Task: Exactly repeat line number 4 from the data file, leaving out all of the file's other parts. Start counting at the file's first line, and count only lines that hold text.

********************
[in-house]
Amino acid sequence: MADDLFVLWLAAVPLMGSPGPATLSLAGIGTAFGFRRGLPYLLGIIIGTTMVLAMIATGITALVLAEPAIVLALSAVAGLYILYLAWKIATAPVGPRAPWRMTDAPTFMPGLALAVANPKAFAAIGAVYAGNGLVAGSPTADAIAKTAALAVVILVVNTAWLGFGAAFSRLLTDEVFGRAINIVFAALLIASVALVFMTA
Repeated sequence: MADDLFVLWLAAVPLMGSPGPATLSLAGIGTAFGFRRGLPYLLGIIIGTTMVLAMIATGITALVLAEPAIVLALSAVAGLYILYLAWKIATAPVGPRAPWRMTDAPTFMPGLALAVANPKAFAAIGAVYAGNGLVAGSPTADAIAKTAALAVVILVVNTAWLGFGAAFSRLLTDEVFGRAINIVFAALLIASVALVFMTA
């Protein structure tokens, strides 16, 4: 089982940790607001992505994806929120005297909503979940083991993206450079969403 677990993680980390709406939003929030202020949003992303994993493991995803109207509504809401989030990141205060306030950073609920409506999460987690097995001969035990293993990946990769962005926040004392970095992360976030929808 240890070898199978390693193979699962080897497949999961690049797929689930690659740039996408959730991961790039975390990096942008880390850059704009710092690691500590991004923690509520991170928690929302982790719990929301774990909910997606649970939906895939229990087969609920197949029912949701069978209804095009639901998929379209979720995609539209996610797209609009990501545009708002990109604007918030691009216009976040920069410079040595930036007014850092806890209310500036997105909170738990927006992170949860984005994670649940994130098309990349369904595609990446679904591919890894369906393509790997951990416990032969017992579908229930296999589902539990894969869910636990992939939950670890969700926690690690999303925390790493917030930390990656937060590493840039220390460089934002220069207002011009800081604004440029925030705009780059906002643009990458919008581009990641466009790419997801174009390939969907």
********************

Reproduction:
């Protein structure tokens, strides 16, 4: 089982940790607001992505994806929120005297909503979940083991993206450079969403 677990993680980390709406939003929030202020949003992303994993493991995803109207509504809401989030990141205060306030950073609920409506999460987690097995001969035990293993990946990769962005926040004392970095992360976030929808 240890070898199978390693193979699962080897497949999961690049797929689930690659740039996408959730991961790039975390990096942008880390850059704009710092690691500590991004923690509520991170928690929302982790719990929301774990909910997606649970939906895939229990087969609920197949029912949701069978209804095009639901998929379209979720995609539209996610797209609009990501545009708002990109604007918030691009216009976040920069410079040595930036007014850092806890209310500036997105909170738990927006992170949860984005994670649940994130098309990349369904595609990446679904591919890894369906393509790997951990416990032969017992579908229930296999589902539990894969869910636990992939939950670890969700926690690690999303925390790493917030930390990656937060590493840039220390460089934002220069207002011009800081604004440029925030705009780059906002643009990458919008581009990641466009790419997801174009390939969907």